3. Bread flour is preferable here, because it will absorb less fry oil. However, I've only ever used all purpose flour, because it's what's available where I live, and still had spectacular results.
  4. To make in advance, I’ve successfully prepared the dough the night before, and let it sit in the fridge overnight. It more than doubled in size, but the final results weren’t affected. I then proceeded with filling and frying the dough as per the recipe. On other occasions, I’ve also been able to keep the filled doughs in the fridge for several hours before frying with great results. I’d just take them out of the fridge as I’m heating the oil, to allow them to continue rising. Though, I've never tried it in this particular recipe, I'd assume that the filled doughs can be kept in the fridge overnight, before frying.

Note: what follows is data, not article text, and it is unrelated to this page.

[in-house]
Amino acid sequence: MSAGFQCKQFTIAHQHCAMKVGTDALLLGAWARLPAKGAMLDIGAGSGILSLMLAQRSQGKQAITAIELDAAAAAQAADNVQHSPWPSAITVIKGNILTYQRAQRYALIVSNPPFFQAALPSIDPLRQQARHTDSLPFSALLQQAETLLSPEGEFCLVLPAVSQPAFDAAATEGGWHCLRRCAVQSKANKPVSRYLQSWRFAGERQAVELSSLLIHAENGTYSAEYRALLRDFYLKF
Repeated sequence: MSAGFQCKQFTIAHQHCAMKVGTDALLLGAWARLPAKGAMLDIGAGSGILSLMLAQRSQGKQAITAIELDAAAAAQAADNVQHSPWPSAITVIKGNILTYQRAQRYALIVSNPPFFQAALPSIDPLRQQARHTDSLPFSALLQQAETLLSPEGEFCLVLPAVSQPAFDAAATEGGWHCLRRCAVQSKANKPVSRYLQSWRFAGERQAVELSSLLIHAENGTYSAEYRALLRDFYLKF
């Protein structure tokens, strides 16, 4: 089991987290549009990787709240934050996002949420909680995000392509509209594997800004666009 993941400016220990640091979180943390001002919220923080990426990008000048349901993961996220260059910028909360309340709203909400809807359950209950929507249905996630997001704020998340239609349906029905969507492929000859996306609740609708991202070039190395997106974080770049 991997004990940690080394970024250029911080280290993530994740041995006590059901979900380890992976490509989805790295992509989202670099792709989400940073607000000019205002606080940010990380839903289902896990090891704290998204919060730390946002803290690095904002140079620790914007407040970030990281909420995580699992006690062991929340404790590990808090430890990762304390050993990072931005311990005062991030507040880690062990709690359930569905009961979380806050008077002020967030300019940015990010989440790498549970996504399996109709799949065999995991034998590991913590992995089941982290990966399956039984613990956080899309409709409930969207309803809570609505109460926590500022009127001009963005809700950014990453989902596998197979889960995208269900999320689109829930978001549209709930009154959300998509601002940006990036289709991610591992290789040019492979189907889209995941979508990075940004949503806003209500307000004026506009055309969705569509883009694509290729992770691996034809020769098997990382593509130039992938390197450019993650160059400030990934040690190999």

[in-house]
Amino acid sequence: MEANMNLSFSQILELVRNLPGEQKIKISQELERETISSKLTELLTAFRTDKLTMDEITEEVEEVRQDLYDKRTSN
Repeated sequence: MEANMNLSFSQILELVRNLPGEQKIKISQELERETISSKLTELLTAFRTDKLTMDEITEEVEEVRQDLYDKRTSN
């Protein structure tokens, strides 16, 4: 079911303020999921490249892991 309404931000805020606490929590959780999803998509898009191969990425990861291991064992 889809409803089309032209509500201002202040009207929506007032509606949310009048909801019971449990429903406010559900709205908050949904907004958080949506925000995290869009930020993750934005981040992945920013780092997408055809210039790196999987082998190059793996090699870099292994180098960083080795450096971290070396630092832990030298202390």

Dough recipe adapted from Chef Steps with changes; streamlining the process by using instant yeast instead of active dry, omitting the diastatic malt powder, and cutting the recipe by 1/3 because I most definitely don’t need 33 donuts starring me in the face 🙂

Measurements Note: All recipes of this site have been developed using weight measurements. Although US volume measurements have been included for your convenience, it is highly encouraged that you weigh your ingredients using a kitchen scale to get the best possible results. Due to the sensitive nature of baking, kitchen scales are proven to yield more accurate and consistent results than measuring cups. Enjoy!